TO celebrate National Apprenticeship Week we put some of the hard working and dedicated apprentices at Southend Hospital under the microscope…

WHEN Jacob Edgington tells people he works in a nursery most assume he means he’s a gardener. But they would be wrong. Instead of growing plants the 21-year-old lad is busy nurturing young minds at the Ladybird Children’s Nursery based at Southend Hospital.

Jacob, who lives in Southend is currently on a children and young people’s workforce apprenticeship which means he’s one of only a small group of men who work with nursery age children today. But that just means he’s all the more loved by his young charges.

He said “It’s a bit of a surprise to some people initially when I tell them what I do, but then they get to see how good I am with the kids. The children really love the beard and give it a tug now and then!

“I love it here and wouldn’t change a thing, I’m just really proud that I’ve got this opportunity to make a really positive impact on these children’s lives.”

That sentiment is loudly echoed by Lynda Bartholomew, manager of Ladybird Nursery, who praised Jacob’s efforts, saying “Our staff and children benefit from his energy and enthusiasm, and from having a male role model in a sector which traditionally has a mainly female workforce.”

We tend to imagine apprentices as young men and women but Bryan Record, 46, knows that again this stereotype can often be wrong. Bryan is currently advancing his career thanks to his Level 3 apprenticeship in health and social care at Southend Hospital.

Bryan said: “Apprenticeships aren’t just for young people and if I’d not got this opportunity through my current hospital role I would not have gone on further, I would have just stayed doing what I was doing, it’s as simple as that.

“It’s great to know that the hospital is investing in both your future as an employee and that of the hospital.”

Conor Hall, 18, from Rayleigh found his apprenticeship role in the finance department by looking on the NHS jobs website. He said: “I could have gone to college or got a job; this is in the middle and is the best of both worlds as I’m earning and learning at the same time.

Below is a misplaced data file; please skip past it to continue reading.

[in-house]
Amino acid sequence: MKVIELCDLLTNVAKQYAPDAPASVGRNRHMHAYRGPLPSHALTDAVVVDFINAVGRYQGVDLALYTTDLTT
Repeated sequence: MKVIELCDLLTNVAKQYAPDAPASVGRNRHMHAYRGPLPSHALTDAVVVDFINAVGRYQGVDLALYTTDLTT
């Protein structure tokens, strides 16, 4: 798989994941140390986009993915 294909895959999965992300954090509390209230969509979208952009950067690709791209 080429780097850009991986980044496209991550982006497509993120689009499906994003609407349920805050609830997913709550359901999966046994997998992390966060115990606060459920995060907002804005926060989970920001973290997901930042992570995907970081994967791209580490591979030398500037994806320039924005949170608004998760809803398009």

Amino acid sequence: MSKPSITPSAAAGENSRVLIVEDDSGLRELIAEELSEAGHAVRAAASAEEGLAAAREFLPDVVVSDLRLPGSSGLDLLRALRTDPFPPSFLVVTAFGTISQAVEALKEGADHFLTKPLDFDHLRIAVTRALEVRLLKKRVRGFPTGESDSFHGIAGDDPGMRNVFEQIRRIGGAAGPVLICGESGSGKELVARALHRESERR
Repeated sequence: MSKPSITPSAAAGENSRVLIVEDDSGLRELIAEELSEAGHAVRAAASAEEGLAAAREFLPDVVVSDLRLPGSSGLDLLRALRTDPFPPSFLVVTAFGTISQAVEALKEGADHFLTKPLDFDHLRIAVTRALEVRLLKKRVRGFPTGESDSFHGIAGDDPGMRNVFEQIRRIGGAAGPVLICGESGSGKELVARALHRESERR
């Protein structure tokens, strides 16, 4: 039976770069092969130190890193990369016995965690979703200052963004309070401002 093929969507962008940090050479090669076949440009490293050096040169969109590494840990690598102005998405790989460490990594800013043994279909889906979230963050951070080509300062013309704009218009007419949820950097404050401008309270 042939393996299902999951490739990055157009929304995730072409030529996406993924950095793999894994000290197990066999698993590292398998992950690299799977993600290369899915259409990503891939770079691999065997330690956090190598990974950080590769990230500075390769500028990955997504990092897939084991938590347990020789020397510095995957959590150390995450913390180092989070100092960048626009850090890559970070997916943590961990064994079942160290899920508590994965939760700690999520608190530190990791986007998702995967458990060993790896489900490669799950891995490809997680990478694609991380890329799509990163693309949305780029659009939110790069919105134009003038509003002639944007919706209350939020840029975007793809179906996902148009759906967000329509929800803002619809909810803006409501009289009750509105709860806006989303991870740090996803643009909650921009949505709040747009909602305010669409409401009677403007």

“I‘ve only been here since December but really feel part of the team, I’ve really grown in confidence and am doing everything from financial accounts to bank statements. It feels like an 18 month practical rather than just a work placement or learning from a book.”

Abbey Haynes, like Conor, is also based at Britannia House on the hospital site where she is on an intermediate business and administration apprenticeship.

The 16- year- old from Rochford applied for over 100 apprenticeships, but her determination paid off last November when she began her apprenticeship in the learning and development team.

She said: “I wanted to do an apprenticeship because of the money I could earn and learn at the same time. I’ve definitely grown in confidence. When I first started I was so scared. I think that was just the shock of the new.

“Mum and Dad love that I have a job and I love being able to go shopping with my mum. My nan, Joan, took me to the interview and when I got it I phoned her and she cried down the phone. They’ve all been so supportive.”

After she completes the Level 2 apprenticeship, which is equivalents to GCSE level, Abbey is keen to get her level 3 qualification which is equivalent to A-levels, after having got her first foot on the apprenticeship ladder. And she’s now the envy of her friends.